Northwestern researchers have developed a way to use EDA software to estimate the so-called "Coupling power" of integrated circuits. By taking into consideration timing dependencies in circuits, the invention can reduce errors to estimate coupling power by as much as sixty percent (60%). The invention is the first work to take timing dependencies into consideration. Abstract It is a major challenge to minimize thermal dissipation in today's densely packed integrated circuits. One result is that increasing levels of sophistication are required to accurately predict power dissipation during the design phase. Currently available tools that predict power dissipation either ignore coupling power or fail to consider the timing-dependent power loss due to coupling capacitance effects between interconnects. Instead, current tools consider only the effective capacitance between interconnects and ground, which includes the coupling capacitance without any timing information. The invention considers relative switching activities and delays, and consideration of these timing effects enables coupling power to be accurately predicted. So, the invention uses timing information for accurate coupling power estimation, and its methods can be incorporated into EDA software. For more details on the invention, see D. Sinha, D. Khalil, H. Zhou, Y. Ismail, A Timing Dependent Power Estimation Framework Considering Coupling, Proceedings of the IEEE/ACM International Conference on Computer-Aided Design (ICCAD), pp. 401-407, November 2006. Experimental results using the ISCAS'85 benchmarks demonstrate that ignoring timing dependence of coupling power can cause up to 25% error in the total dynamic power estimation, corresponding to 60% error in the coupling power estimation. So, by taking into consideration timing dependencies in circuits, the invention can reduce errors to estimate coupling power by as much as sixty percent (60%).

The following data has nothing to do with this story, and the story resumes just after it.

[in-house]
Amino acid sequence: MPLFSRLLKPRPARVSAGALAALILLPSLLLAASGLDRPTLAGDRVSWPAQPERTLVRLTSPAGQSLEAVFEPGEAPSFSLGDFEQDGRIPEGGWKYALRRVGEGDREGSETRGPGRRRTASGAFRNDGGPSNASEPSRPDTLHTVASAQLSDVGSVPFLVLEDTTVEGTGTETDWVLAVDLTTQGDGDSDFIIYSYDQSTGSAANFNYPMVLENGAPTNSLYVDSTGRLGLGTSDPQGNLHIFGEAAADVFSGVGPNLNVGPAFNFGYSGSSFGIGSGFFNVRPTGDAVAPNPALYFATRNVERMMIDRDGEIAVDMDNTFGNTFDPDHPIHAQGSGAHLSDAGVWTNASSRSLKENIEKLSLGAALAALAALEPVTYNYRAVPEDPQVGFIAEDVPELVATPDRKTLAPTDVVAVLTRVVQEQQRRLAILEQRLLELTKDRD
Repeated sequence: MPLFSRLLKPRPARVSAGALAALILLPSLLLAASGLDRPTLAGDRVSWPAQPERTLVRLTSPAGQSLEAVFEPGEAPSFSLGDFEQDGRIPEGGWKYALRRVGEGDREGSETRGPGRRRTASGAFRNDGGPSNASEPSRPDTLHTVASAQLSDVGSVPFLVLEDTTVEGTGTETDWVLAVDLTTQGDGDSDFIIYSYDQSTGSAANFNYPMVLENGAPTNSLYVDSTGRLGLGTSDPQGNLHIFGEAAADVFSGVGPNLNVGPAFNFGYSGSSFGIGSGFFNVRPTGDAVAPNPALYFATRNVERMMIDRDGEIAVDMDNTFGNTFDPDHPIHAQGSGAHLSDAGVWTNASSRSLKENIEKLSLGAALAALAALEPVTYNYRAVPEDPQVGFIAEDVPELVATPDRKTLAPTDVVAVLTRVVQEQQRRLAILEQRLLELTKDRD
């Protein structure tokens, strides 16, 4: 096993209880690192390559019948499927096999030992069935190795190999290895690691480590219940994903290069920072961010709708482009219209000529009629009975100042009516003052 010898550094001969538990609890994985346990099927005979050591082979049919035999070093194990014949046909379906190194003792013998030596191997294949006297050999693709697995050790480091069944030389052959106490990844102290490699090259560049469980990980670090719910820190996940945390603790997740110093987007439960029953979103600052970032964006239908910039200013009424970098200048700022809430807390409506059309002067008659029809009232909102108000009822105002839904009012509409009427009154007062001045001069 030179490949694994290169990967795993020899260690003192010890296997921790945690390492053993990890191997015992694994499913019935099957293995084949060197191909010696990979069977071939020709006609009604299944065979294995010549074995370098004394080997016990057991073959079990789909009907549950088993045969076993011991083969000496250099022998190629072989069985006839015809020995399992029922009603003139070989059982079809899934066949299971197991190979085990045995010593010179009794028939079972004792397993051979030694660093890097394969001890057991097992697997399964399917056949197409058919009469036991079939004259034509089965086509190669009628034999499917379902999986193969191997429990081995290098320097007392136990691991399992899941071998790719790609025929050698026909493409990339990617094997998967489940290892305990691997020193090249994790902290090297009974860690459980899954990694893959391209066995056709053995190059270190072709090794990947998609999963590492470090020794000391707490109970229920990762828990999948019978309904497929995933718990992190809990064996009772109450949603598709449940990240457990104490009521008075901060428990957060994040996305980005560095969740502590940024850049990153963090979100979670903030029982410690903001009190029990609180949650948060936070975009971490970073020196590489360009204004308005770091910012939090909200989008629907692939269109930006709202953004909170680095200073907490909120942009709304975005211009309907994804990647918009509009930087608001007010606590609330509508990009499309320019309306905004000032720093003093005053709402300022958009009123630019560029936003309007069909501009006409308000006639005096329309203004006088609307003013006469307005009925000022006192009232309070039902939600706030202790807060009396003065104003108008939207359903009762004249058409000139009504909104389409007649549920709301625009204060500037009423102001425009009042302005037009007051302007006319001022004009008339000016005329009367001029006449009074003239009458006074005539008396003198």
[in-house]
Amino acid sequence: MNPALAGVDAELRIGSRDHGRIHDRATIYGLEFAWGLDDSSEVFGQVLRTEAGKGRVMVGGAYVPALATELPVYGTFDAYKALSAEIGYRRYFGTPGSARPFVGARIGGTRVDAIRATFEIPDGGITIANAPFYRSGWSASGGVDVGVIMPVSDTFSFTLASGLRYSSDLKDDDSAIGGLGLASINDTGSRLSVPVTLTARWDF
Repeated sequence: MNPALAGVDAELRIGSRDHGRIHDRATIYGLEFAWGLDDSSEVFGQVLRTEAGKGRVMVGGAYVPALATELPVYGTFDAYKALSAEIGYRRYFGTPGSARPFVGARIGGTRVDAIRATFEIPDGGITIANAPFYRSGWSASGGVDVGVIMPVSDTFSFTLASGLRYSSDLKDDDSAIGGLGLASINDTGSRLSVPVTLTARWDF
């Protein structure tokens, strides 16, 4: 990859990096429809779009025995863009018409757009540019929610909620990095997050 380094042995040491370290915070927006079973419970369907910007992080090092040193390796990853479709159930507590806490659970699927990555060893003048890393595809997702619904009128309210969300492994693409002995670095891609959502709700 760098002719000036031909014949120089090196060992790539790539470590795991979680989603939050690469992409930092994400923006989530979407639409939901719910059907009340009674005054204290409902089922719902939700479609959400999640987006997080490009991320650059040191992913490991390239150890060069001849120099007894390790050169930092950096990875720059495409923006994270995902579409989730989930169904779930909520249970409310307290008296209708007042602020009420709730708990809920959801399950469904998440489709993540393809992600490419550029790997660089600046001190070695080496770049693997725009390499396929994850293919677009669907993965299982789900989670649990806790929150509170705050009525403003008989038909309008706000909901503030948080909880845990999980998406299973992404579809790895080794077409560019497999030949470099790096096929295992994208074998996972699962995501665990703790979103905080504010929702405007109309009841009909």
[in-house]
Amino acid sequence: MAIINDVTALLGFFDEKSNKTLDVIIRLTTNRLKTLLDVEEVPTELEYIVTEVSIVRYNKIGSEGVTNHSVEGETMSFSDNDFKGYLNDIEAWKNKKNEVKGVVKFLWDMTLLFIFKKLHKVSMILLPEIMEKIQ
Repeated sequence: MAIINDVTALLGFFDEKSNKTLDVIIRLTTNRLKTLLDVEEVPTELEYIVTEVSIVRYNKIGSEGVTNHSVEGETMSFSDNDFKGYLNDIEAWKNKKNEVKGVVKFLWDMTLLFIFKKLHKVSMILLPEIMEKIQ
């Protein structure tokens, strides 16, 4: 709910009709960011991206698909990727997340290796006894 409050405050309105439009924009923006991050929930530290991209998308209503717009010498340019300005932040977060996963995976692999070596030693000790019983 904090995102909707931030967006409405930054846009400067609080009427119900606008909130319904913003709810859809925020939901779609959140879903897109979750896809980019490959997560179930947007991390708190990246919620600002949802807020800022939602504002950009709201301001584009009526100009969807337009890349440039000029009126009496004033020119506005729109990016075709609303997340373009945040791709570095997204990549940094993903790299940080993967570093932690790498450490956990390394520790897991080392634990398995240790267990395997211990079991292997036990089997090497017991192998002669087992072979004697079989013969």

|State||Published - May 7 2009|